June 11th, 2015
io9 have started a new series with A Scientist Responds… To Deep Impact:
Premise #3: The giant comet headed towards us was not picked up by any of the agencies or researchers deep-scanning the skies, but a teenager with his backyard telescope did spot it.
The American military can't even keep the orbits of their clandestine spy satellites secret from amateur astronomers for long; a massive comet coming to destroy the planet would absolutely be noticed by everyone else, and the construction of the Messiah spacecraft would've been photographed in detail long before the President's speech.
The deeper problem though seems to be that astronomers in this movie don't actually look at stars. This is remarkably clear when teen astronomer Leo Biederman spontaneously decides the field of view for his telescope is greater than 10 degrees, the distance covered by two fists held at arm's length, and manages to find Alpha Centauri, a star not visible in the northern hemisphere. It doesn't get any better when we switch off to his doomed mentor, Dr. Marcus Wolf. By the time Wolf performs the world's fastest, tidiest orbital determination on virtually no data while munching on pizza before bolting off to make an instantaneous report on a comet that wouldn't arrive for over two years, I've already written him off as an alien from another dimension utterly lacking in night-vision rods in his eyes, an understanding of orbital mechanics, and common sense.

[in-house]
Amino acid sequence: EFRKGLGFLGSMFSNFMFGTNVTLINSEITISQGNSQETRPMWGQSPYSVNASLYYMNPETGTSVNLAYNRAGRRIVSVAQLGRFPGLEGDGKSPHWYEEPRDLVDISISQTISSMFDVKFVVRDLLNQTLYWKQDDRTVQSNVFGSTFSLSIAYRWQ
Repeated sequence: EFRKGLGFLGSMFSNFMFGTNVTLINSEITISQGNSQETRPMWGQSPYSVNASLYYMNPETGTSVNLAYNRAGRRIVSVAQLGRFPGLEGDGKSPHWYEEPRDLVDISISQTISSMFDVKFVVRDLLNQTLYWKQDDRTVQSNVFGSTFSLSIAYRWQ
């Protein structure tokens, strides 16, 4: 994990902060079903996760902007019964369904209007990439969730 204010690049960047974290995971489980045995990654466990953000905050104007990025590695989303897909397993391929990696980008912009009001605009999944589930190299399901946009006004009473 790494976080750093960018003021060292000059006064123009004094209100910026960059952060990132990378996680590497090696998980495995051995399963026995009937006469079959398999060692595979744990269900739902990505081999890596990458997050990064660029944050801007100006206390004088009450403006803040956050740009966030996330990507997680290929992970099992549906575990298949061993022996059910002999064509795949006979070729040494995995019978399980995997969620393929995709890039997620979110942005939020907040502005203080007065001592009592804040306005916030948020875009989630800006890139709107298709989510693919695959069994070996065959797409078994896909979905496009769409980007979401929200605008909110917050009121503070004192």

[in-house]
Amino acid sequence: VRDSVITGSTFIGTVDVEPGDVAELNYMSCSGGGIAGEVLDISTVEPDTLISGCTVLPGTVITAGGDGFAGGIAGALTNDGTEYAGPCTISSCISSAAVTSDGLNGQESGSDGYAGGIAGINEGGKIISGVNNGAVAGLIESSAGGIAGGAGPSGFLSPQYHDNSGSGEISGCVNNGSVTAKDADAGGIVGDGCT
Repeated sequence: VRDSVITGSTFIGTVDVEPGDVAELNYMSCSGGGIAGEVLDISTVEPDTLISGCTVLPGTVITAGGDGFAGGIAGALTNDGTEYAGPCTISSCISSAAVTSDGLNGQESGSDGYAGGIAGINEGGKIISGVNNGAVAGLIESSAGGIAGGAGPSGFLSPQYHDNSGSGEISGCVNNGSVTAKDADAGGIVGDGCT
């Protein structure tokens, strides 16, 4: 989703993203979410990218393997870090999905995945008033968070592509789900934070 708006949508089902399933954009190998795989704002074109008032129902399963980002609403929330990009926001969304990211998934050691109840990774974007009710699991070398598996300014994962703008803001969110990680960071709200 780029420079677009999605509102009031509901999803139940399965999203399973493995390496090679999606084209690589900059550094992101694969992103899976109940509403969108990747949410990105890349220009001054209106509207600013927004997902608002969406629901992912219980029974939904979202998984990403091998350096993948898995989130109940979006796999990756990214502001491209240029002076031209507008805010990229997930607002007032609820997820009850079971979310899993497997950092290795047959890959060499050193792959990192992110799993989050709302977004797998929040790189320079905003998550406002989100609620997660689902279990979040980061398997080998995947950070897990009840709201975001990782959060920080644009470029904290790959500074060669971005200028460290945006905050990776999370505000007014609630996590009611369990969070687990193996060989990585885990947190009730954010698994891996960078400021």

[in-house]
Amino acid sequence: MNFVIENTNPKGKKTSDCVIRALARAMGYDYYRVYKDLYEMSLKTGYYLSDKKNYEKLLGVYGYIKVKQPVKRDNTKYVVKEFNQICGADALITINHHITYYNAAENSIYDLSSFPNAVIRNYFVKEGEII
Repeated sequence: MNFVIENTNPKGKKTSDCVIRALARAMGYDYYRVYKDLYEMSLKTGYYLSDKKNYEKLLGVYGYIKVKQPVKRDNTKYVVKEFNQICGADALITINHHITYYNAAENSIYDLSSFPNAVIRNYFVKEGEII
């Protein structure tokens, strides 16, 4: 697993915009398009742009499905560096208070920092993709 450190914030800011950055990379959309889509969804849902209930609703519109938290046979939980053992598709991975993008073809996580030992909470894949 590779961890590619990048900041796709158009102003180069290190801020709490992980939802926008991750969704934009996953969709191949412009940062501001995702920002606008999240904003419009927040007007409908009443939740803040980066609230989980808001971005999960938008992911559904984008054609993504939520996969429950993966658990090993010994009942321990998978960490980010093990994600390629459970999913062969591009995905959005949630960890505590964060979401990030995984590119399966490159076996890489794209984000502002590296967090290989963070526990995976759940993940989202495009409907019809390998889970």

Verdict: No. Just no, not likely at all, and it makes me weep soggy tears for hard-working astronomers everywhere.
The sad thing is, I always had a bit of a soft spot for Deep Impact.
Now, let's see them inflict The Core on some poor, unsuspecting sap.
[Via Extenuating Circumstances]
June 10th, 2015
The story of The Last Museum:
I am not at my ranch, nor my Beijing office, nor the lesser office in Brooklyn, but here, back home, in the Old Valley. In a few minutes we'll pull off the highway and into what used to be Pruneridge Shopping Center. I can see the Jobs statue out the window of this car, rising up from the center of the Apple ring.
Pruneridge has gone the way of all physical stores. In its place stands a massive set of overlapping, complex, structurally-interlinked steel polyhedra that required sixty-thousand hours of continuous computer time to model. Ten billion microscopic mirrors catch the light and reflect it in various soothing patterns. There is one mirror per living human on this earth.
This is MoST, the Museum of Social Transformation. It is mine, but soon it will belong to the world.
I will tell you how I got here. […]
[Via Extenuating Circumstances]
May 2nd, 2015
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April 17th, 2015
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March 13th, 2015
I do wish Martin Belam, in posting about how UsVsTh3m marked the passing of Terry Pratchett, hadn't planted this delightful thought in my brain:
And personally, with Pratchett's death and Leonard Nimoy only recently departed, this has made me realise how deeply Tom Baker's death is going to affect me.
Now I'm thinking about it too, dammit!